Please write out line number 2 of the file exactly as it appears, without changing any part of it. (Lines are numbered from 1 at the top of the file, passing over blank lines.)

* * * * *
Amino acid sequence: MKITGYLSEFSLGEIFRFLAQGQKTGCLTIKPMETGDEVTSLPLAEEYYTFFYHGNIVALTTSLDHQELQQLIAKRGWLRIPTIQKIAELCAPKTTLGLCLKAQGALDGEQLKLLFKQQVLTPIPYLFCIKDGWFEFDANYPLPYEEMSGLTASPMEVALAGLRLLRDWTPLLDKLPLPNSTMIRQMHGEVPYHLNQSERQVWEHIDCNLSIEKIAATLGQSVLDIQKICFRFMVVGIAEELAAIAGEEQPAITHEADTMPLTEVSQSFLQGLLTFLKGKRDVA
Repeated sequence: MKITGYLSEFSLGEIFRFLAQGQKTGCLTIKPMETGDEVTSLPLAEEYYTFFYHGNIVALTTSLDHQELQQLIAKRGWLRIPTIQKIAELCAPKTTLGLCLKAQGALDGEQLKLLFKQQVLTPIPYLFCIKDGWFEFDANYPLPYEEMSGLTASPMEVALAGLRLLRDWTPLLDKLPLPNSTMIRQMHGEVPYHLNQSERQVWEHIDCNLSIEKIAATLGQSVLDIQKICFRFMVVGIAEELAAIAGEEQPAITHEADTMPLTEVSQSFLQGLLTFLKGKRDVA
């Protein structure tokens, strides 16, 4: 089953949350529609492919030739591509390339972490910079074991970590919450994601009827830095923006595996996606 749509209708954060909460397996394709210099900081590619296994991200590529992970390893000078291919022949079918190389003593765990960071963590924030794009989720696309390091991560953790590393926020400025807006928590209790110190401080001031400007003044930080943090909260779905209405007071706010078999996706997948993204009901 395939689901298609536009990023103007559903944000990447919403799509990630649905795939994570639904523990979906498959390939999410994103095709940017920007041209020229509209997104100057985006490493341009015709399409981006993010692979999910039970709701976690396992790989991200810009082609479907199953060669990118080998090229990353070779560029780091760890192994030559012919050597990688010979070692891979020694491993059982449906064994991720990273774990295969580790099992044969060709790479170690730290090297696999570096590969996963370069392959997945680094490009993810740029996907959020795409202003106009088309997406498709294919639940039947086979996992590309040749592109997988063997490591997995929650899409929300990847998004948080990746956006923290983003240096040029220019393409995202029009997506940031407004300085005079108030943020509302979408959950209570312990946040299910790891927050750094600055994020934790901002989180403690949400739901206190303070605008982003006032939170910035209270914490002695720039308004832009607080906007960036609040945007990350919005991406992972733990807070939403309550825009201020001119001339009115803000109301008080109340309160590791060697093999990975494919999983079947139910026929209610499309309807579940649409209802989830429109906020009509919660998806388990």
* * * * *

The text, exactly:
Repeated sequence: MKITGYLSEFSLGEIFRFLAQGQKTGCLTIKPMETGDEVTSLPLAEEYYTFFYHGNIVALTTSLDHQELQQLIAKRGWLRIPTIQKIAELCAPKTTLGLCLKAQGALDGEQLKLLFKQQVLTPIPYLFCIKDGWFEFDANYPLPYEEMSGLTASPMEVALAGLRLLRDWTPLLDKLPLPNSTMIRQMHGEVPYHLNQSERQVWEHIDCNLSIEKIAATLGQSVLDIQKICFRFMVVGIAEELAAIAGEEQPAITHEADTMPLTEVSQSFLQGLLTFLKGKRDVA